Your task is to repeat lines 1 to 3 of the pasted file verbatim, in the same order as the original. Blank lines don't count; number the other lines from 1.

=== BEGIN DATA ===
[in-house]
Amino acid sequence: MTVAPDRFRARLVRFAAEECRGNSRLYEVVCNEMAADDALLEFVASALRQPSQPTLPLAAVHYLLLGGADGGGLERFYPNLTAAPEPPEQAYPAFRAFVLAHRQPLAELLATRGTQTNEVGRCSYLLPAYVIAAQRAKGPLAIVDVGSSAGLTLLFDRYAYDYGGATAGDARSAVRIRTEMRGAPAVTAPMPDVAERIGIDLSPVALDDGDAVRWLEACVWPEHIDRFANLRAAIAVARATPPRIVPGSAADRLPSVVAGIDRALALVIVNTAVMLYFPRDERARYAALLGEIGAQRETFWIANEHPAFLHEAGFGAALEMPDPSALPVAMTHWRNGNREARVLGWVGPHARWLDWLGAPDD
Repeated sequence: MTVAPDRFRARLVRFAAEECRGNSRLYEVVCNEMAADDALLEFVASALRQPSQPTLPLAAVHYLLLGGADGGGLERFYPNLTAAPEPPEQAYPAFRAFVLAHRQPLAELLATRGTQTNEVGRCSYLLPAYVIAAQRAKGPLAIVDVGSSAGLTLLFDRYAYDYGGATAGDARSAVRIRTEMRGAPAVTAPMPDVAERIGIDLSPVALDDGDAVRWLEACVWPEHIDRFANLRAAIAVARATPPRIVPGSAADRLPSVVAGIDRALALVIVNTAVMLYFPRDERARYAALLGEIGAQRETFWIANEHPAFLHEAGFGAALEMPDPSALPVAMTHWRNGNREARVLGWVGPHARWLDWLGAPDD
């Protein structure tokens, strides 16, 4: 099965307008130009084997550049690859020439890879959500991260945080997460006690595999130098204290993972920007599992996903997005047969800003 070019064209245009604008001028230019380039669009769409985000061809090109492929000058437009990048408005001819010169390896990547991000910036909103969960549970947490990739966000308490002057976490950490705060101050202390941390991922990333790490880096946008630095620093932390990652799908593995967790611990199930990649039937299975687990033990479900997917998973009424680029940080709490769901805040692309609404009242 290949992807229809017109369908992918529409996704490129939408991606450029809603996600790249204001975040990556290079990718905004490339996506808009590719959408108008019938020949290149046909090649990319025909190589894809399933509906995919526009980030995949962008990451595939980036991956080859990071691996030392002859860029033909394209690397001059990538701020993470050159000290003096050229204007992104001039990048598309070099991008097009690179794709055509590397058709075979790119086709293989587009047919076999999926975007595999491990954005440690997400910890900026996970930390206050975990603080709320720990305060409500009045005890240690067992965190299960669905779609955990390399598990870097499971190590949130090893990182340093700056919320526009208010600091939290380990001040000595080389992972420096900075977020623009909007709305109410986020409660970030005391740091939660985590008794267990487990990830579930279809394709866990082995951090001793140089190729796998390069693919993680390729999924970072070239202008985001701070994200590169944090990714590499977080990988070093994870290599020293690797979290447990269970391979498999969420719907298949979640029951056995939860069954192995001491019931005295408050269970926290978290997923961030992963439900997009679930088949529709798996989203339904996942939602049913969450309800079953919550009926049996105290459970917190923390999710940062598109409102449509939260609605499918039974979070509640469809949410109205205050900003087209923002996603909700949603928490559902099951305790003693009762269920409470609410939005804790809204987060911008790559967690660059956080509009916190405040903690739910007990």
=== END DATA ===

[in-house]
Amino acid sequence: MTVAPDRFRARLVRFAAEECRGNSRLYEVVCNEMAADDALLEFVASALRQPSQPTLPLAAVHYLLLGGADGGGLERFYPNLTAAPEPPEQAYPAFRAFVLAHRQPLAELLATRGTQTNEVGRCSYLLPAYVIAAQRAKGPLAIVDVGSSAGLTLLFDRYAYDYGGATAGDARSAVRIRTEMRGAPAVTAPMPDVAERIGIDLSPVALDDGDAVRWLEACVWPEHIDRFANLRAAIAVARATPPRIVPGSAADRLPSVVAGIDRALALVIVNTAVMLYFPRDERARYAALLGEIGAQRETFWIANEHPAFLHEAGFGAALEMPDPSALPVAMTHWRNGNREARVLGWVGPHARWLDWLGAPDD
Repeated sequence: MTVAPDRFRARLVRFAAEECRGNSRLYEVVCNEMAADDALLEFVASALRQPSQPTLPLAAVHYLLLGGADGGGLERFYPNLTAAPEPPEQAYPAFRAFVLAHRQPLAELLATRGTQTNEVGRCSYLLPAYVIAAQRAKGPLAIVDVGSSAGLTLLFDRYAYDYGGATAGDARSAVRIRTEMRGAPAVTAPMPDVAERIGIDLSPVALDDGDAVRWLEACVWPEHIDRFANLRAAIAVARATPPRIVPGSAADRLPSVVAGIDRALALVIVNTAVMLYFPRDERARYAALLGEIGAQRETFWIANEHPAFLHEAGFGAALEMPDPSALPVAMTHWRNGNREARVLGWVGPHARWLDWLGAPDD